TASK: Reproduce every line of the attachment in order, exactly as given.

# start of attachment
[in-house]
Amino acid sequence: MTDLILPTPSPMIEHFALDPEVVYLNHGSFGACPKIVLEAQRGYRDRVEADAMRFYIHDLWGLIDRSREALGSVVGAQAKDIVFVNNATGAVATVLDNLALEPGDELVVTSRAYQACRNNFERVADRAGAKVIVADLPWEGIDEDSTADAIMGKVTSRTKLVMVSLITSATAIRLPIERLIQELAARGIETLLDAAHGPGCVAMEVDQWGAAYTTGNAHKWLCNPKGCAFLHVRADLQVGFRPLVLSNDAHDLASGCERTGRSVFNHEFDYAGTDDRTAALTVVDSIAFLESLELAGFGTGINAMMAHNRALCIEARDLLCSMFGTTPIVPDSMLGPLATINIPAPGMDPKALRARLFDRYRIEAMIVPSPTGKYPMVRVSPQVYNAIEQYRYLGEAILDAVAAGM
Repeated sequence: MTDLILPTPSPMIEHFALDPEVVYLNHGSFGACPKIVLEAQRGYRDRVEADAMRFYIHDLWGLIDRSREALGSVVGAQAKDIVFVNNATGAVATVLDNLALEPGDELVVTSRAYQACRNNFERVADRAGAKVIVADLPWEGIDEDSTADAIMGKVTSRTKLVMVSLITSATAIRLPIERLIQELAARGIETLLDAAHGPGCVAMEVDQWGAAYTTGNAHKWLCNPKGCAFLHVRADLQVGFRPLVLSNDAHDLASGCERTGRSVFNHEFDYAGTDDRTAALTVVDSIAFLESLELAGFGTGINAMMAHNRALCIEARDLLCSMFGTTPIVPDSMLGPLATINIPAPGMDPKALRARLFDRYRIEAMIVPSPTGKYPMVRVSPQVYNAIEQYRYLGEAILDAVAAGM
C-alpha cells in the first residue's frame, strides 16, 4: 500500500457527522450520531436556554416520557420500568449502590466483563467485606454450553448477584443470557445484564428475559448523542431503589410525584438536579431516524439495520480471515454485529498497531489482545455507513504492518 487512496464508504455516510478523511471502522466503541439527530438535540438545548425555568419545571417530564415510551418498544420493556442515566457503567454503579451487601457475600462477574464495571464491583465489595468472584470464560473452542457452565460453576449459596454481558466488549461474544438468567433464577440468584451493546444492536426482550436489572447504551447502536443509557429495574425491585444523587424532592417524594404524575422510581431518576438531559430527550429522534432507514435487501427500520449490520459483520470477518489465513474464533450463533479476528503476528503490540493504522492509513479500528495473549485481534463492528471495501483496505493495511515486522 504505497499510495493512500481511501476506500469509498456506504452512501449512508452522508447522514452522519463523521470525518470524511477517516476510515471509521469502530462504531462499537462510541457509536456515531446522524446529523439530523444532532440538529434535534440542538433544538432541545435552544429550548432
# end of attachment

[in-house]
Amino acid sequence: MTDLILPTPSPMIEHFALDPEVVYLNHGSFGACPKIVLEAQRGYRDRVEADAMRFYIHDLWGLIDRSREALGSVVGAQAKDIVFVNNATGAVATVLDNLALEPGDELVVTSRAYQACRNNFERVADRAGAKVIVADLPWEGIDEDSTADAIMGKVTSRTKLVMVSLITSATAIRLPIERLIQELAARGIETLLDAAHGPGCVAMEVDQWGAAYTTGNAHKWLCNPKGCAFLHVRADLQVGFRPLVLSNDAHDLASGCERTGRSVFNHEFDYAGTDDRTAALTVVDSIAFLESLELAGFGTGINAMMAHNRALCIEARDLLCSMFGTTPIVPDSMLGPLATINIPAPGMDPKALRARLFDRYRIEAMIVPSPTGKYPMVRVSPQVYNAIEQYRYLGEAILDAVAAGM
Repeated sequence: MTDLILPTPSPMIEHFALDPEVVYLNHGSFGACPKIVLEAQRGYRDRVEADAMRFYIHDLWGLIDRSREALGSVVGAQAKDIVFVNNATGAVATVLDNLALEPGDELVVTSRAYQACRNNFERVADRAGAKVIVADLPWEGIDEDSTADAIMGKVTSRTKLVMVSLITSATAIRLPIERLIQELAARGIETLLDAAHGPGCVAMEVDQWGAAYTTGNAHKWLCNPKGCAFLHVRADLQVGFRPLVLSNDAHDLASGCERTGRSVFNHEFDYAGTDDRTAALTVVDSIAFLESLELAGFGTGINAMMAHNRALCIEARDLLCSMFGTTPIVPDSMLGPLATINIPAPGMDPKALRARLFDRYRIEAMIVPSPTGKYPMVRVSPQVYNAIEQYRYLGEAILDAVAAGM
C-alpha cells in the first residue's frame, strides 16, 4: 500500500457527522450520531436556554416520557420500568449502590466483563467485606454450553448477584443470557445484564428475559448523542431503589410525584438536579431516524439495520480471515454485529498497531489482545455507513504492518 487512496464508504455516510478523511471502522466503541439527530438535540438545548425555568419545571417530564415510551418498544420493556442515566457503567454503579451487601457475600462477574464495571464491583465489595468472584470464560473452542457452565460453576449459596454481558466488549461474544438468567433464577440468584451493546444492536426482550436489572447504551447502536443509557429495574425491585444523587424532592417524594404524575422510581431518576438531559430527550429522534432507514435487501427500520449490520459483520470477518489465513474464533450463533479476528503476528503490540493504522492509513479500528495473549485481534463492528471495501483496505493495511515486522 504505497499510495493512500481511501476506500469509498456506504452512501449512508452522508447522514452522519463523521470525518470524511477517516476510515471509521469502530462504531462499537462510541457509536456515531446522524446529523439530523444532532440538529434535534440542538433544538432541545435552544429550548432